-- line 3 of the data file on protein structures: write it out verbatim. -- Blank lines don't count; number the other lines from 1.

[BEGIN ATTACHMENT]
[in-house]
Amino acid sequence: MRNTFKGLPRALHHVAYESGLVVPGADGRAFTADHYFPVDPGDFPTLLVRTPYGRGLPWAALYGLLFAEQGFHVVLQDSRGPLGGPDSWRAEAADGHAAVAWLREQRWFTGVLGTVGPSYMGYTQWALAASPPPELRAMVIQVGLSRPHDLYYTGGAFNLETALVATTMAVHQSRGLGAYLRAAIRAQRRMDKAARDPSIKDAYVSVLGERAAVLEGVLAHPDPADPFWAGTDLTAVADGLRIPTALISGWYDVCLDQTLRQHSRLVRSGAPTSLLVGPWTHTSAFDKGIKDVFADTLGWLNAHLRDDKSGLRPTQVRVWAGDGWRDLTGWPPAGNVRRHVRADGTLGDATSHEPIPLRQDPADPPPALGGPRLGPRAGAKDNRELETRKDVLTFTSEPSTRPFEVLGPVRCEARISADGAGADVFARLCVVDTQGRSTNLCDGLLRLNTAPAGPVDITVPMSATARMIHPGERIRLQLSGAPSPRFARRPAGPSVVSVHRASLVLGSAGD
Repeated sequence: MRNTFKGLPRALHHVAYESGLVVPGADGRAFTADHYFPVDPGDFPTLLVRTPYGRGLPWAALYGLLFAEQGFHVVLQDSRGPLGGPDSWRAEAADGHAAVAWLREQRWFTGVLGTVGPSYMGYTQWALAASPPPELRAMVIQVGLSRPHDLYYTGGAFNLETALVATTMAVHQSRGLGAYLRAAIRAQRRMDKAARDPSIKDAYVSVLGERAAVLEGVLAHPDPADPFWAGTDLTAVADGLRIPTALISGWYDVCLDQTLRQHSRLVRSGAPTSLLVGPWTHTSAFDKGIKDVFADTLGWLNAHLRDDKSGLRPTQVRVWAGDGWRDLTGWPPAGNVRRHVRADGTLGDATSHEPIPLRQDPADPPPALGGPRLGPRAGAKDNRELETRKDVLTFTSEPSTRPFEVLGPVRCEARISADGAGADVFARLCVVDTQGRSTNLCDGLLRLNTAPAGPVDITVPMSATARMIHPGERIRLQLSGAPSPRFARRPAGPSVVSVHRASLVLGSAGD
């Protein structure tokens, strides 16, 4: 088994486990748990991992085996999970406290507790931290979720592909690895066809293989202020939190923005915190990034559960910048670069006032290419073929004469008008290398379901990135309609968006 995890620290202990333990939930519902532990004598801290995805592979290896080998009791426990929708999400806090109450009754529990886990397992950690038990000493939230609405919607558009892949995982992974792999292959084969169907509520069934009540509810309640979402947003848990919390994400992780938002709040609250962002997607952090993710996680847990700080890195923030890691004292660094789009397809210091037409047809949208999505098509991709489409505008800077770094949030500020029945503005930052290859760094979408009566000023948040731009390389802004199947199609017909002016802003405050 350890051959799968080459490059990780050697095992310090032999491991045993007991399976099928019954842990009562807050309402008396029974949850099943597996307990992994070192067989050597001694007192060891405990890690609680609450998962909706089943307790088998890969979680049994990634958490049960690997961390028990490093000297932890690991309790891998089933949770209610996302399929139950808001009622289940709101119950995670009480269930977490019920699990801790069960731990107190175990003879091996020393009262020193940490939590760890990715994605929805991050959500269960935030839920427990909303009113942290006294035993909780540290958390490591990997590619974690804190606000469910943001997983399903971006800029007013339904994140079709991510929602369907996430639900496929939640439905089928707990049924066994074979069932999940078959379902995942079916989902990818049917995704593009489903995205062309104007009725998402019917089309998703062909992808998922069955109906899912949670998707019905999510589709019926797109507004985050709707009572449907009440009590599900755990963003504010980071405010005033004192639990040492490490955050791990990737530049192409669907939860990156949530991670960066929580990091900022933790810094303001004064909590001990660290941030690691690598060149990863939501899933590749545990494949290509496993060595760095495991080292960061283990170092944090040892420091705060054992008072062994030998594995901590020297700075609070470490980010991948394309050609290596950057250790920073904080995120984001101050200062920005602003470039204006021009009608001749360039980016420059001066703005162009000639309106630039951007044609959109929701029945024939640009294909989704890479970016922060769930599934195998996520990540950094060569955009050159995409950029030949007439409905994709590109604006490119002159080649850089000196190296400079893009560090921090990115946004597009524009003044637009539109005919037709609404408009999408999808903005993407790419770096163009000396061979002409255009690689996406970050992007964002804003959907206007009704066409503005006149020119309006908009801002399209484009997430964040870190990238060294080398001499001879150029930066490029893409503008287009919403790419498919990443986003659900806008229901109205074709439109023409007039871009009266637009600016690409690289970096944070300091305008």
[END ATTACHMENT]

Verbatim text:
Repeated sequence: MRNTFKGLPRALHHVAYESGLVVPGADGRAFTADHYFPVDPGDFPTLLVRTPYGRGLPWAALYGLLFAEQGFHVVLQDSRGPLGGPDSWRAEAADGHAAVAWLREQRWFTGVLGTVGPSYMGYTQWALAASPPPELRAMVIQVGLSRPHDLYYTGGAFNLETALVATTMAVHQSRGLGAYLRAAIRAQRRMDKAARDPSIKDAYVSVLGERAAVLEGVLAHPDPADPFWAGTDLTAVADGLRIPTALISGWYDVCLDQTLRQHSRLVRSGAPTSLLVGPWTHTSAFDKGIKDVFADTLGWLNAHLRDDKSGLRPTQVRVWAGDGWRDLTGWPPAGNVRRHVRADGTLGDATSHEPIPLRQDPADPPPALGGPRLGPRAGAKDNRELETRKDVLTFTSEPSTRPFEVLGPVRCEARISADGAGADVFARLCVVDTQGRSTNLCDGLLRLNTAPAGPVDITVPMSATARMIHPGERIRLQLSGAPSPRFARRPAGPSVVSVHRASLVLGSAGD